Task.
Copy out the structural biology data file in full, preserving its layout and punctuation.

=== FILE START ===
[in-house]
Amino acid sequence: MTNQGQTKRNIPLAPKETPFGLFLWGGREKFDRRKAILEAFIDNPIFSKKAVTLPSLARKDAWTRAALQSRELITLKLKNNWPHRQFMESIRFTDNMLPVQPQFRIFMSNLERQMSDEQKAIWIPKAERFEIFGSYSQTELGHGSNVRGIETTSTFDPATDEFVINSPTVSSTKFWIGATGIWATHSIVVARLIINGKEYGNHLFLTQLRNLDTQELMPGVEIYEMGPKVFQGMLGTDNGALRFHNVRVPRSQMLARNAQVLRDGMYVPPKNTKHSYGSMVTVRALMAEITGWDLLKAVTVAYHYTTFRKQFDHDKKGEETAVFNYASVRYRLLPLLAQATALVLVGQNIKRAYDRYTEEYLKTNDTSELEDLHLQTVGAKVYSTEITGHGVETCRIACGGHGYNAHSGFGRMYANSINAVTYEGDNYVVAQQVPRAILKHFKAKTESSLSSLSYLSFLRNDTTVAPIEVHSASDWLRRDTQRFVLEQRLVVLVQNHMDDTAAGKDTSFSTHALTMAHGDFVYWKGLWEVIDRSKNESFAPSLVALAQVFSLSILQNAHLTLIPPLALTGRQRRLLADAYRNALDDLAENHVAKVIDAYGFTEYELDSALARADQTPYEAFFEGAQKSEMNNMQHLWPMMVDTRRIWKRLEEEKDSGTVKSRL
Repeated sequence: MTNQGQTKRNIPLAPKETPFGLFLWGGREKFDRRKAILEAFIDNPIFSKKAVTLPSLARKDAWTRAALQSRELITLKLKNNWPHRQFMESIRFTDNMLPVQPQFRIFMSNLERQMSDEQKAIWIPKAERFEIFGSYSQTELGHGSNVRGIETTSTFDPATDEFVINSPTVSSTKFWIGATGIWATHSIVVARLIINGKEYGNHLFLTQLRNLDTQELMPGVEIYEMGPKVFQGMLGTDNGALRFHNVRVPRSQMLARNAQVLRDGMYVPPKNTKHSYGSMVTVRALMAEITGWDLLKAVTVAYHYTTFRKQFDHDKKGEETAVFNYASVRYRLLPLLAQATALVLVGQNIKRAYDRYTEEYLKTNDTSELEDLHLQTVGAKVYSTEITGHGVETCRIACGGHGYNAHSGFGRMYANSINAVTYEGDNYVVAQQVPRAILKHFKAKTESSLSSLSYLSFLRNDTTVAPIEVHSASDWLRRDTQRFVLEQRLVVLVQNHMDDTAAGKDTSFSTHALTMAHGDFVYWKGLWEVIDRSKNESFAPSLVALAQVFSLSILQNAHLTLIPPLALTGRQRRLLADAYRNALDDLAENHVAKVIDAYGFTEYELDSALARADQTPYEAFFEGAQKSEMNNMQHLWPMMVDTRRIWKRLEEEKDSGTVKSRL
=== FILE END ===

[in-house]
Amino acid sequence: MTNQGQTKRNIPLAPKETPFGLFLWGGREKFDRRKAILEAFIDNPIFSKKAVTLPSLARKDAWTRAALQSRELITLKLKNNWPHRQFMESIRFTDNMLPVQPQFRIFMSNLERQMSDEQKAIWIPKAERFEIFGSYSQTELGHGSNVRGIETTSTFDPATDEFVINSPTVSSTKFWIGATGIWATHSIVVARLIINGKEYGNHLFLTQLRNLDTQELMPGVEIYEMGPKVFQGMLGTDNGALRFHNVRVPRSQMLARNAQVLRDGMYVPPKNTKHSYGSMVTVRALMAEITGWDLLKAVTVAYHYTTFRKQFDHDKKGEETAVFNYASVRYRLLPLLAQATALVLVGQNIKRAYDRYTEEYLKTNDTSELEDLHLQTVGAKVYSTEITGHGVETCRIACGGHGYNAHSGFGRMYANSINAVTYEGDNYVVAQQVPRAILKHFKAKTESSLSSLSYLSFLRNDTTVAPIEVHSASDWLRRDTQRFVLEQRLVVLVQNHMDDTAAGKDTSFSTHALTMAHGDFVYWKGLWEVIDRSKNESFAPSLVALAQVFSLSILQNAHLTLIPPLALTGRQRRLLADAYRNALDDLAENHVAKVIDAYGFTEYELDSALARADQTPYEAFFEGAQKSEMNNMQHLWPMMVDTRRIWKRLEEEKDSGTVKSRL
Repeated sequence: MTNQGQTKRNIPLAPKETPFGLFLWGGREKFDRRKAILEAFIDNPIFSKKAVTLPSLARKDAWTRAALQSRELITLKLKNNWPHRQFMESIRFTDNMLPVQPQFRIFMSNLERQMSDEQKAIWIPKAERFEIFGSYSQTELGHGSNVRGIETTSTFDPATDEFVINSPTVSSTKFWIGATGIWATHSIVVARLIINGKEYGNHLFLTQLRNLDTQELMPGVEIYEMGPKVFQGMLGTDNGALRFHNVRVPRSQMLARNAQVLRDGMYVPPKNTKHSYGSMVTVRALMAEITGWDLLKAVTVAYHYTTFRKQFDHDKKGEETAVFNYASVRYRLLPLLAQATALVLVGQNIKRAYDRYTEEYLKTNDTSELEDLHLQTVGAKVYSTEITGHGVETCRIACGGHGYNAHSGFGRMYANSINAVTYEGDNYVVAQQVPRAILKHFKAKTESSLSSLSYLSFLRNDTTVAPIEVHSASDWLRRDTQRFVLEQRLVVLVQNHMDDTAAGKDTSFSTHALTMAHGDFVYWKGLWEVIDRSKNESFAPSLVALAQVFSLSILQNAHLTLIPPLALTGRQRRLLADAYRNALDDLAENHVAKVIDAYGFTEYELDSALARADQTPYEAFFEGAQKSEMNNMQHLWPMMVDTRRIWKRLEEEKDSGTVKSRL